To investigate changes because of variations in individual animals and ageing, six or more oestrous cycles were observed in 26 bitches. The ovulation days in these animals are shown in Table 1. The ovulation day was 8–14 days in all 6–9 oestrous cycles observed in 13 animals (50%). In seven animals (26.9%), the ovulation day was earlier than the mean in 1–2 cycles in four animals, and later than the mean in two cycles in 2 (B15 and B18) and five cycles in one (B20). In the remaining six animals (23.1%), ovulation days earlier and later than the mean were noted within the individual animals. In animals with a mean ovulation day earlier than the mean in all animals, the ovulation day was early in most cycles, whereas the ovulation day was late in most cycles in animals with a late mean ovulation day, clarifying that the within-individual variation was small. No constant tendency with ageing, such as becoming earlier or later, was noted in any animal.

Table 1. The days from vulval bleeding to ovulation in 26 bitches that were observed six or more oestrous cycles
image

Relationship between the ovulation day and duration of the oestrous cycle

In 248 cycles in which the duration of the period before ovulation was clear excluding the initial oestrus, the relationship between the ovulation day and duration of the oestrous cycle was investigated, but no correlation was noted (Fig. 3).

image

Figure 3. Relationship between the ovulation day and duration of the oestrous cycle (n = 248)

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Discussion

  1. Top of page
  2. Contents
  3. Introduction
  4. Materials and Methods
  5. Results
  6. Discussion
  7. Conflicts of interest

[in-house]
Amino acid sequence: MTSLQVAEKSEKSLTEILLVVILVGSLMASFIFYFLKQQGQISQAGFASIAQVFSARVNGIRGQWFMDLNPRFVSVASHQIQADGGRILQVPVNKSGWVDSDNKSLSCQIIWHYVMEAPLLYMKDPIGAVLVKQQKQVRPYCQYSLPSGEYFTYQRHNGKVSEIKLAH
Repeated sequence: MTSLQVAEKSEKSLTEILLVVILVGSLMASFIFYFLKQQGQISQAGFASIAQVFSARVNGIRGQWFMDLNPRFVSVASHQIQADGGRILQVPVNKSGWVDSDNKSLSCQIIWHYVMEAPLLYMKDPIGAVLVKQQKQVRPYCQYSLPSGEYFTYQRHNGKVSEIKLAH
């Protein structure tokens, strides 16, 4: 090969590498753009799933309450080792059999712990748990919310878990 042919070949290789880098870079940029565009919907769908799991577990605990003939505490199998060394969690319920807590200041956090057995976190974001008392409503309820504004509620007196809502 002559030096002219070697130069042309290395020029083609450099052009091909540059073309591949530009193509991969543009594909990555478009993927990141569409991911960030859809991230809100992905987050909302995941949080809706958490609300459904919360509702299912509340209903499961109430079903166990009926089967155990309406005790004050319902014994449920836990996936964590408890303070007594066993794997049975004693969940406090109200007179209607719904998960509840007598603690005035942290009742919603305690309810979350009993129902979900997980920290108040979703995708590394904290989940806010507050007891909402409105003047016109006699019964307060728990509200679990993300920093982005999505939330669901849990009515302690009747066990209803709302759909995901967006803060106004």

8. Author contributions
  9. References

The ovulation day in beagles in our colony was 8–14 days in majority of cycles (323 of 390 cycles, 82.8%), and the mean was 11.1 ± 0.2 days, but it ranged widely from 3 to 31 days. This was consistent with that similarly estimated from the plasma P4 level in 10 female Labrador Retrievers in a report (Wright 1991), where the range was also considerable at 8–18 days after onset of vulval bleeding, suggesting that the variation in pro-oestrus length is not specific to beagles but common to all dog breeds (England et al. 1989). However, in the investigation of within-individual variation of the ovulation day, for example, six oestrous cycles were observed in B8 at 2–5 years old, and the ovulation day was 8 days in all cycles, whereas it was late (14–17 days) in many cycles in B20 in which seven oestrous cycles were observed. The variation in the ovulation day was within ± 3 days on average in most cases, and variation was noted only in 23.0%, suggesting that within-individual variation of the ovulation day is small in beagles. The within-individual variation in this study was smaller than that previously reported (England et al. 1989). It may be caused by differences in how the ovulation day was determined or because many breeds were used in previous study. It was also clarified that the ovulation day was not related to the duration of the oestrous cycle. Although the data are not shown, the duration of the oestrous cycle is constant to some extent within individual animals (Tsutsui, unpublished data). Although the reason for an almost constant ovulation day within individual animals was unclear, clinically what is important is that at least in beagles it may be determined within individuals.

Changes with ageing were surveyed in the data because it was plausible that age-related hormone differences might influence the ovulation day at an advanced age. The ovulation day appeared relatively widely distributed in the 7–11-year-old group, compared to the distribution in the initial oestrus, 1–3-year-old, and 4–6-year-old groups, in which the data were more normally distributed centring on the mean. There was, however, no tendency for changes in the ovulation day with ageing, and no change in variability with ageing was noted in any animal in which six or more oestrous cycles were observed. However, the data were derived from bitches aged up to 8 years old, and we could not investigate ovulation in very old bitches. It is assumed that cessation of cyclicity does not occur in bitches because normal corpora lutea are present in the ovary in bitches aged 10 years or older with pyometra. To clarify the reproductive physiological background of dogs, it will be interesting to identify the ovulation day after the onset of bleeding in elderly bitches aged 10 years or older, for which further studies are necessary.